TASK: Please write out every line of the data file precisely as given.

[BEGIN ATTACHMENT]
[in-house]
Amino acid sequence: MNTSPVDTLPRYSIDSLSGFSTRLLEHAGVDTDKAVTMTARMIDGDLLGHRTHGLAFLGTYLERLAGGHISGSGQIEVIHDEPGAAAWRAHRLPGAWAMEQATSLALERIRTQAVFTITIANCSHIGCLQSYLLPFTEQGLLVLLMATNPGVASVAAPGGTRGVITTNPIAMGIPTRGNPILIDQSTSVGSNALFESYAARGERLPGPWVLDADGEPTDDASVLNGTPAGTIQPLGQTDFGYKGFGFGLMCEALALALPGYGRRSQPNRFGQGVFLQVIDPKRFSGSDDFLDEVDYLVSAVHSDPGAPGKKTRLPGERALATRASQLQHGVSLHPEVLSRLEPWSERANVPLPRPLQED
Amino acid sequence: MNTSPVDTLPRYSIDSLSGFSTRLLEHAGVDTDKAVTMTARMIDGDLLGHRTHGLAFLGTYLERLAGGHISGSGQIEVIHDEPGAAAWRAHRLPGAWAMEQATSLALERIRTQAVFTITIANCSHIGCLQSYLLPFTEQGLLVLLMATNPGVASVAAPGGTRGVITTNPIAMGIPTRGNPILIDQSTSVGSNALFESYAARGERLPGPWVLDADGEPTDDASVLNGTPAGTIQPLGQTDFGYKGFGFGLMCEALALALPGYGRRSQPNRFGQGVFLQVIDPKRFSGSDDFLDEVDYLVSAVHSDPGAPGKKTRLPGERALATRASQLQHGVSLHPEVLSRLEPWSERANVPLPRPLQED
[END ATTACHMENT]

[in-house]
Amino acid sequence: MNTSPVDTLPRYSIDSLSGFSTRLLEHAGVDTDKAVTMTARMIDGDLLGHRTHGLAFLGTYLERLAGGHISGSGQIEVIHDEPGAAAWRAHRLPGAWAMEQATSLALERIRTQAVFTITIANCSHIGCLQSYLLPFTEQGLLVLLMATNPGVASVAAPGGTRGVITTNPIAMGIPTRGNPILIDQSTSVGSNALFESYAARGERLPGPWVLDADGEPTDDASVLNGTPAGTIQPLGQTDFGYKGFGFGLMCEALALALPGYGRRSQPNRFGQGVFLQVIDPKRFSGSDDFLDEVDYLVSAVHSDPGAPGKKTRLPGERALATRASQLQHGVSLHPEVLSRLEPWSERANVPLPRPLQED
Amino acid sequence: MNTSPVDTLPRYSIDSLSGFSTRLLEHAGVDTDKAVTMTARMIDGDLLGHRTHGLAFLGTYLERLAGGHISGSGQIEVIHDEPGAAAWRAHRLPGAWAMEQATSLALERIRTQAVFTITIANCSHIGCLQSYLLPFTEQGLLVLLMATNPGVASVAAPGGTRGVITTNPIAMGIPTRGNPILIDQSTSVGSNALFESYAARGERLPGPWVLDADGEPTDDASVLNGTPAGTIQPLGQTDFGYKGFGFGLMCEALALALPGYGRRSQPNRFGQGVFLQVIDPKRFSGSDDFLDEVDYLVSAVHSDPGAPGKKTRLPGERALATRASQLQHGVSLHPEVLSRLEPWSERANVPLPRPLQED